Researchers from the Norwegian University of Science and Technology (NTNU) and the University of Cambridge in the UK have demonstrated that it is possible to directly generate an electric current in a magnetic material by rotating its magnetization.
The findings reveal a novel link between magnetism and electricity, and may have applications in electronics.
The electric current generation demonstrated by the researchers is called charge pumping. Charge pumping provides a source of very high frequency alternating electric currents, and its magnitude and external magnetic field dependency can be used to detect magnetic information.
The findings may, therefore, offer new and exciting ways of transferring and manipulating data in electronic devices based on spintronics, a technology that uses electron spin as the foundation for information storage and manipulation.
The research findings are published as an Advance Online Publication (AOP) on Nature Nanotechnology's website on 10 November 2014.
Spintronics has already been exploited in magnetic mass data storage since the discovery of the giant magnetoresistance (GMR) effect in 1988. For their contribution to physics, the discoverers of GMR were awarded the Nobel Prize in 2007.
The basis of spintronics is the storage of information in the magnetic configuration of ferromagnets and the read-out via spin-dependent transport mechanisms.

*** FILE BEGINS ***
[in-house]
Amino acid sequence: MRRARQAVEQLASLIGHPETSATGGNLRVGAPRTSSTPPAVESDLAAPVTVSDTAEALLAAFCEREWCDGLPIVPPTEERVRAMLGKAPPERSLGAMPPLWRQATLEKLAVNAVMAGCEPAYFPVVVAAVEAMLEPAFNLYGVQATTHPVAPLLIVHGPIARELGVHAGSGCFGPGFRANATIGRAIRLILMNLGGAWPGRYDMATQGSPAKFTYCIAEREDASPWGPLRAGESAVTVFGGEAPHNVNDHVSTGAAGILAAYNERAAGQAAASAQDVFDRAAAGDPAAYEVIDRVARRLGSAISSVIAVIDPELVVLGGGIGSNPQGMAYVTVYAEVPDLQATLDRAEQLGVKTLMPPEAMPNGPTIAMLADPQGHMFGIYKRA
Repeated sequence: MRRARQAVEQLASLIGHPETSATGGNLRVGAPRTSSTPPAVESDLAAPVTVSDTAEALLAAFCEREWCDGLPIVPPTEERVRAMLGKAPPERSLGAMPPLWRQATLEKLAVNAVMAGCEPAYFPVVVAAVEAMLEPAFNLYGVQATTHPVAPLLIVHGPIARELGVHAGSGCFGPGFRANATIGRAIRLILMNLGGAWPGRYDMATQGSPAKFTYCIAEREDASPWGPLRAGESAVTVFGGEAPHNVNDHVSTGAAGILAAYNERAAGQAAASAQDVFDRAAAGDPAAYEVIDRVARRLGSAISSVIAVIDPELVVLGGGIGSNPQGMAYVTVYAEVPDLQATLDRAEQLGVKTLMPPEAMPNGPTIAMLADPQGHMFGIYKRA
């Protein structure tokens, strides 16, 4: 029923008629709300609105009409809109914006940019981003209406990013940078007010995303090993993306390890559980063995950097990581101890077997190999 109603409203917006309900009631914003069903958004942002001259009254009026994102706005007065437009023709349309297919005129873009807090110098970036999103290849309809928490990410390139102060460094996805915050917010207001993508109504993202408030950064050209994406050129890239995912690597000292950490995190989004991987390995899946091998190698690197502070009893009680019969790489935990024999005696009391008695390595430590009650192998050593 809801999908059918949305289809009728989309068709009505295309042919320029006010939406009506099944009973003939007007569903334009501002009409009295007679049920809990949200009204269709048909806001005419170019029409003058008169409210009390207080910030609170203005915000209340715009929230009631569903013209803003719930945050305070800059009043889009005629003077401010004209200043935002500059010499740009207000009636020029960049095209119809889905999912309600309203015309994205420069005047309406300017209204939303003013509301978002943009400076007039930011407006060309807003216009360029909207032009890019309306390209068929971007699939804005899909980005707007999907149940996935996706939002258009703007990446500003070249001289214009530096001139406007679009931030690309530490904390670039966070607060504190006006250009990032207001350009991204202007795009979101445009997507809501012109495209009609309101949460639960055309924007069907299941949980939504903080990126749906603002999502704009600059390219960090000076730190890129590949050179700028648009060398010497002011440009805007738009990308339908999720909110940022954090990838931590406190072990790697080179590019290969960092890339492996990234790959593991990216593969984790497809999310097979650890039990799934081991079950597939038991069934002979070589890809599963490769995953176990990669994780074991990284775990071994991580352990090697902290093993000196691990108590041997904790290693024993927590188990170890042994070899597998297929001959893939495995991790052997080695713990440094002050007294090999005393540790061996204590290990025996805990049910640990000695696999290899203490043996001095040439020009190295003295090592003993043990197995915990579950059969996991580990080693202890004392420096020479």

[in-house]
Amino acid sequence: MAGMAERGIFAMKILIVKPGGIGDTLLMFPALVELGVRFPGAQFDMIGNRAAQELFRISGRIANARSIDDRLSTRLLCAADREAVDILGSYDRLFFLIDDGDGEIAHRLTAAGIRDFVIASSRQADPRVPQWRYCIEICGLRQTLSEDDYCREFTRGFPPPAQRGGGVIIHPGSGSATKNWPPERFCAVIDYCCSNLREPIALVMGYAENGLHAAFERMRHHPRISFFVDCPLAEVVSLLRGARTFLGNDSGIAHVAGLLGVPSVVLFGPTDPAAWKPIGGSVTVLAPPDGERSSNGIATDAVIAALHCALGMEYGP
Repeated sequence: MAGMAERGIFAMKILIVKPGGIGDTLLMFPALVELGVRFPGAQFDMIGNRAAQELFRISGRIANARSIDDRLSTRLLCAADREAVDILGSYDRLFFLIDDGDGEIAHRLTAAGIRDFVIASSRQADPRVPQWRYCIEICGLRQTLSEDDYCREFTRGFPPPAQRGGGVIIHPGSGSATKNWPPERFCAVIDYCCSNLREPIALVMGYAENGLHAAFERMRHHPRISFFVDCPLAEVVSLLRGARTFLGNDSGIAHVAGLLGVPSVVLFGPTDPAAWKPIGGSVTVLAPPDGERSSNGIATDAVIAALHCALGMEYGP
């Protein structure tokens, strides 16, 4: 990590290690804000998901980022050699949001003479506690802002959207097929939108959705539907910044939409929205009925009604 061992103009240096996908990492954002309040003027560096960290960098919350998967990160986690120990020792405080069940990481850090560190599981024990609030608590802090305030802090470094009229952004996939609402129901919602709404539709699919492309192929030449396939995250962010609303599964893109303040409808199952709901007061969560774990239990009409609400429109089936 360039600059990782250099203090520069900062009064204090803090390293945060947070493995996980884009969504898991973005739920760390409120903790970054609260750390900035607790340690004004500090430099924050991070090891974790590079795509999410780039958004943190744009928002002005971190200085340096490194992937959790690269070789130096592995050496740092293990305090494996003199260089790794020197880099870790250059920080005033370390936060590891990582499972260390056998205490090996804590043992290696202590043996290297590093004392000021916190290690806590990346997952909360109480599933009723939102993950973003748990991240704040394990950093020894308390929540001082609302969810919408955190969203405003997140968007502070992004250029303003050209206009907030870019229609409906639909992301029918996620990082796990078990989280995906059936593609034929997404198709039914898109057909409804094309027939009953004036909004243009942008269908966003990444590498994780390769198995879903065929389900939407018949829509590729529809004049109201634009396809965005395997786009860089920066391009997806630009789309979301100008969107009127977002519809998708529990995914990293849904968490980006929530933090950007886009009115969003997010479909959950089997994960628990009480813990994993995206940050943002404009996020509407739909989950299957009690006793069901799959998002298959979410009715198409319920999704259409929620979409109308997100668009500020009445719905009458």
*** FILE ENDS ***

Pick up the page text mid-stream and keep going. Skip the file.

"Much of the progress in spintronics has resulted from exploiting the coupling between the electron spin and its orbital motion, but our understanding of these interactions is still immature. We need to know more so that we can fully explore and exploit these forces," says Arne Brataas, professor at NTNU and the corresponding author for the paper.
An electron has a spin, a seemingly internal rotation, in addition to an electric charge. The spin can be up or down, representing clockwise and counterclockwise rotations.
Pure spin currents are charge currents in opposite directions for the two spin components in the material.
It has been known for some time that rotating the magnetization in a magnetic material can generate pure spin currents in adjacent conductors.
However, pure spin currents cannot be conventionally detected by a voltmeter because of the cancellation of the associated charge flow in the same direction.
A secondary spin-charge conversion element is then necessary, such as another ferromagnet or a strong spin-orbit interaction, which causes a spin Hall effect.
Brataas and his collaborators have demonstrated that in a small class of ferromagnetic materials, the spin-charge conversion occurs in the materials themselves.
The spin currents created in the materials are thus directly converted to charge currents via the spin-orbit interaction.
In other words, the ferromagnets function intrinsically as generators of alternating currents driven by the rotating magnetization.
"The phenomenon is a result of a direct link between electricity and magnetism. It allows for the possibility of new nano-scale detection techniques of magnetic information and for the generation of very high-frequency alternating currents," Brataas says.
The generation and modulation of high-frequency currents are central wireless communication devices such as mobile phones, WLAN modules for personal computers, Bluetooth devices and future vehicle radars.
The research team also included scientists from the University of Copenhagen; the Institute of Physics ACSR, Czech Republic; the University of California, Los Angeles; and the Japan Science and Technology Agency.